MINNEAPOLIS — Stefon Diggs started quickly and precisely and improvised late.
The Vikings rookie receiver used his quickness to get open and cross up Chiefs defenders in the first quarter, reeling in four catches for 81 yards in the opening stanza of his first career start.
Clear separation led to gains of 16, 31, 14 and 20 out of the gate. Diggs also came through in the clutch by keeping alive the play and finding an opening in the defense as Teddy Bridgewater moved around the pocket.
"When you're running a route, if the initial route isn't open, if the quarterback is still on his feet, the play is still going on, so you try to find something to open lanes for him," Diggs said.
"It's all about trust. I trust Teddy, and he trusts me. You develop it as the game goes on," Diggs added. "If you're reliable and catch the ball for him, he's going to trust you to be out there, especially because I'm a young guy. I'm just developing and trying to earn my stripes. Once I get that trust, I'm going to keep it."
The result was a gain of 30 to convert third-and-15 from the Minnesota 15-yard line just three snaps after the Chiefs pulled within three points. The drive continued and concluded with a 45-yard field goal by Blair Walsh for a 16-10 lead with 4:51 remaining.
"Kansas City had only rushed three defenders, so I knew that I would have a little time back there," Bridgewater said. "Stefon did a great job of just staying alive and understanding down and distance, the offensive line did a great job of protecting on that play and allowing me to move throughout the pocket. Like I say, Stefon was in the right place at the right time."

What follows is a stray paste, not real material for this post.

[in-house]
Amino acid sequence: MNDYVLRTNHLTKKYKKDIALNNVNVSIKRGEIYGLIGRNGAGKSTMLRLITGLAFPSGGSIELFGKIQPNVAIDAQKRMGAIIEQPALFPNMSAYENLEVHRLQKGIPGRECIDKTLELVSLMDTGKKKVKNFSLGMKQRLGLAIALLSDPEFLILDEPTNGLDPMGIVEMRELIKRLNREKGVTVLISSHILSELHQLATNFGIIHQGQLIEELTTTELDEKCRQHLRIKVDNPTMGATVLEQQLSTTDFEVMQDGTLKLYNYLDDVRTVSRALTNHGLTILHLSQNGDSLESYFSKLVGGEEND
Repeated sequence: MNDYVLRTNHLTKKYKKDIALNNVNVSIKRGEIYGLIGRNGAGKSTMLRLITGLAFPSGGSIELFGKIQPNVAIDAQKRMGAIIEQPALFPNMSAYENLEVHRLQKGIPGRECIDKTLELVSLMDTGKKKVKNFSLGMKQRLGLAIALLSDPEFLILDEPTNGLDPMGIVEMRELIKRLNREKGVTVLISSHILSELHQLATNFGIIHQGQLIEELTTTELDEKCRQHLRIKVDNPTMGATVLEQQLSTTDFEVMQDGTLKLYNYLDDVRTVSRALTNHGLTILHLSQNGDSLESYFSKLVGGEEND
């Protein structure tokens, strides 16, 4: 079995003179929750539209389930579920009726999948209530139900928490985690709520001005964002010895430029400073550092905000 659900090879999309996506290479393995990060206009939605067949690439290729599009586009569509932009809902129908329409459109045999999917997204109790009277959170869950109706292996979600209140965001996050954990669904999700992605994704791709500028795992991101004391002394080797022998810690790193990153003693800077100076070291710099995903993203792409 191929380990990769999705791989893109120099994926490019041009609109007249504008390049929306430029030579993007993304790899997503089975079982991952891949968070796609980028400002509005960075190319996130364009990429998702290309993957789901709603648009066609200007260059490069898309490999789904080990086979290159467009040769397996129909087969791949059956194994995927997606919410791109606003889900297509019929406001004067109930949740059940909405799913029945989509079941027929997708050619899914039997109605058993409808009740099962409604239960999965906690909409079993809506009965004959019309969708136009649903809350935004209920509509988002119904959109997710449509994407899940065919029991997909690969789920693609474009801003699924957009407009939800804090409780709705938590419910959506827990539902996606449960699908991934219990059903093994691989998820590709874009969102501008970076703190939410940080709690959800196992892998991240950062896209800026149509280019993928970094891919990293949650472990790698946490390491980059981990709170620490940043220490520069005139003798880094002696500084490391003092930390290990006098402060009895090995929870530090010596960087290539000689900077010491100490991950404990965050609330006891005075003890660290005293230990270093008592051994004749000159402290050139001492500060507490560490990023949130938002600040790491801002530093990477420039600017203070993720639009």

Diggs finished with seven catches for 129 yards (18.4 yards per reception) a game after posting six for 87 in his debut in Denver.
Diggs had been inactive in the first three weeks of the regular season, but that was more about the depth that the Vikings have at the position. The depth was tested because of injuries to Charles Johnson (ribs), who missed a second straight game, and Jarius Wright (hand), who returned to the lineup and had two catches for 69 yards.
"We all knew he could ball the whole time," Mike Wallace said. "It was never a question of that, but it was just a matter of opportunity. Every time I do an interview I say I think we have guys that can play on any roster in the NFL. So I think he's a great player. Humble kid, and he's going to keep working, I know it."
During that time, Diggs didn't get down. Instead, he kept studying up on film. He said he learned a significant amount from Maryland receivers coach Keenan McCardell, a former 12th round pick in 1991 who played in the NFL until 2007.
"It's how you study," Diggs said. "There are different angles of the film, and you see how people's bodies are and how they react to certain things, what foot they step with, what hand they jab with, little things like that that you pick up watching film, so studying is big for me."
Adrian Peterson called Diggs a "game changer."
"We have other guys that are game changers as well, and it's just all about having an opportunity," Peterson said. "If we keep doing the things that we're doing, we know that [Offensive Coordinator Norv] Turner is going to put us in the best position to try and win."